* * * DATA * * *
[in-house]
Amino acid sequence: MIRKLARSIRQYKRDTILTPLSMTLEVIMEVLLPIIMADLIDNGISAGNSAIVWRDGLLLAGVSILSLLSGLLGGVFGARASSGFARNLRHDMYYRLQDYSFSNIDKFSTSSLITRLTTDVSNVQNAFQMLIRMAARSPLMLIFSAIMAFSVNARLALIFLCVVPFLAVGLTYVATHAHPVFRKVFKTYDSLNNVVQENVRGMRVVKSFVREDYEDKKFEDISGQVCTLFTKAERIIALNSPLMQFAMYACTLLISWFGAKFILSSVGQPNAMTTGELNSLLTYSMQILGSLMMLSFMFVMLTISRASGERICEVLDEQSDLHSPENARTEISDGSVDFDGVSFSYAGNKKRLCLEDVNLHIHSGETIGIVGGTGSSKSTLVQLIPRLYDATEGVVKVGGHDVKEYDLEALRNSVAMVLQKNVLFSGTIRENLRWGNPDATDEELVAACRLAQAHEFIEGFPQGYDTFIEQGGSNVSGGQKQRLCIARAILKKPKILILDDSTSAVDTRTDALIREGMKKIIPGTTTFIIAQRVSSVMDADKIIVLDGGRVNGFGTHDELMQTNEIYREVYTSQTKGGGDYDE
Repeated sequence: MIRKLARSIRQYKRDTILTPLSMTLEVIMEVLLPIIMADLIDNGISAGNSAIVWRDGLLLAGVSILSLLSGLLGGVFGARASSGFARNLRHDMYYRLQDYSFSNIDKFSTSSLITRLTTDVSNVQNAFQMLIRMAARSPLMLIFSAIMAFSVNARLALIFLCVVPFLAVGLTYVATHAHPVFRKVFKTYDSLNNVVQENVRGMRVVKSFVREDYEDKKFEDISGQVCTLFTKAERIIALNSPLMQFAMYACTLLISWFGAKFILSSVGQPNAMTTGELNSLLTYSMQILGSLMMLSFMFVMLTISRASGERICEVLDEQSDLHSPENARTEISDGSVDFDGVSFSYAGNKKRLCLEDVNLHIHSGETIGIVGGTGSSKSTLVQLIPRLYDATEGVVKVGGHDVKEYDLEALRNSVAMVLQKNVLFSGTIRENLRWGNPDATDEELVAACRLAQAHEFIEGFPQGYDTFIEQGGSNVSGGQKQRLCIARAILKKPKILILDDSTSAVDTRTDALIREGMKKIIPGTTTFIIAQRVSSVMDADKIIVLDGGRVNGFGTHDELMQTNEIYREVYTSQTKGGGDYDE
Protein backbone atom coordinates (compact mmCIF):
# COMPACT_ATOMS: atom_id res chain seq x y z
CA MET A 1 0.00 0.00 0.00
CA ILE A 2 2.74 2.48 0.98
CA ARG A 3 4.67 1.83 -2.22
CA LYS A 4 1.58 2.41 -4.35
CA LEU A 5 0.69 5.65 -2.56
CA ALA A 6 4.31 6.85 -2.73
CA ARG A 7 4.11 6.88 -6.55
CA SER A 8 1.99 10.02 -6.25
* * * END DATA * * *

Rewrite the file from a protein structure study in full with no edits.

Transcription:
[in-house]
Amino acid sequence: MIRKLARSIRQYKRDTILTPLSMTLEVIMEVLLPIIMADLIDNGISAGNSAIVWRDGLLLAGVSILSLLSGLLGGVFGARASSGFARNLRHDMYYRLQDYSFSNIDKFSTSSLITRLTTDVSNVQNAFQMLIRMAARSPLMLIFSAIMAFSVNARLALIFLCVVPFLAVGLTYVATHAHPVFRKVFKTYDSLNNVVQENVRGMRVVKSFVREDYEDKKFEDISGQVCTLFTKAERIIALNSPLMQFAMYACTLLISWFGAKFILSSVGQPNAMTTGELNSLLTYSMQILGSLMMLSFMFVMLTISRASGERICEVLDEQSDLHSPENARTEISDGSVDFDGVSFSYAGNKKRLCLEDVNLHIHSGETIGIVGGTGSSKSTLVQLIPRLYDATEGVVKVGGHDVKEYDLEALRNSVAMVLQKNVLFSGTIRENLRWGNPDATDEELVAACRLAQAHEFIEGFPQGYDTFIEQGGSNVSGGQKQRLCIARAILKKPKILILDDSTSAVDTRTDALIREGMKKIIPGTTTFIIAQRVSSVMDADKIIVLDGGRVNGFGTHDELMQTNEIYREVYTSQTKGGGDYDE
Repeated sequence: MIRKLARSIRQYKRDTILTPLSMTLEVIMEVLLPIIMADLIDNGISAGNSAIVWRDGLLLAGVSILSLLSGLLGGVFGARASSGFARNLRHDMYYRLQDYSFSNIDKFSTSSLITRLTTDVSNVQNAFQMLIRMAARSPLMLIFSAIMAFSVNARLALIFLCVVPFLAVGLTYVATHAHPVFRKVFKTYDSLNNVVQENVRGMRVVKSFVREDYEDKKFEDISGQVCTLFTKAERIIALNSPLMQFAMYACTLLISWFGAKFILSSVGQPNAMTTGELNSLLTYSMQILGSLMMLSFMFVMLTISRASGERICEVLDEQSDLHSPENARTEISDGSVDFDGVSFSYAGNKKRLCLEDVNLHIHSGETIGIVGGTGSSKSTLVQLIPRLYDATEGVVKVGGHDVKEYDLEALRNSVAMVLQKNVLFSGTIRENLRWGNPDATDEELVAACRLAQAHEFIEGFPQGYDTFIEQGGSNVSGGQKQRLCIARAILKKPKILILDDSTSAVDTRTDALIREGMKKIIPGTTTFIIAQRVSSVMDADKIIVLDGGRVNGFGTHDELMQTNEIYREVYTSQTKGGGDYDE
Protein backbone atom coordinates (compact mmCIF):
# COMPACT_ATOMS: atom_id res chain seq x y z
CA MET A 1 0.00 0.00 0.00
CA ILE A 2 2.74 2.48 0.98
CA ARG A 3 4.67 1.83 -2.22
CA LYS A 4 1.58 2.41 -4.35
CA LEU A 5 0.69 5.65 -2.56
CA ALA A 6 4.31 6.85 -2.73
CA ARG A 7 4.11 6.88 -6.55
CA SER A 8 1.99 10.02 -6.25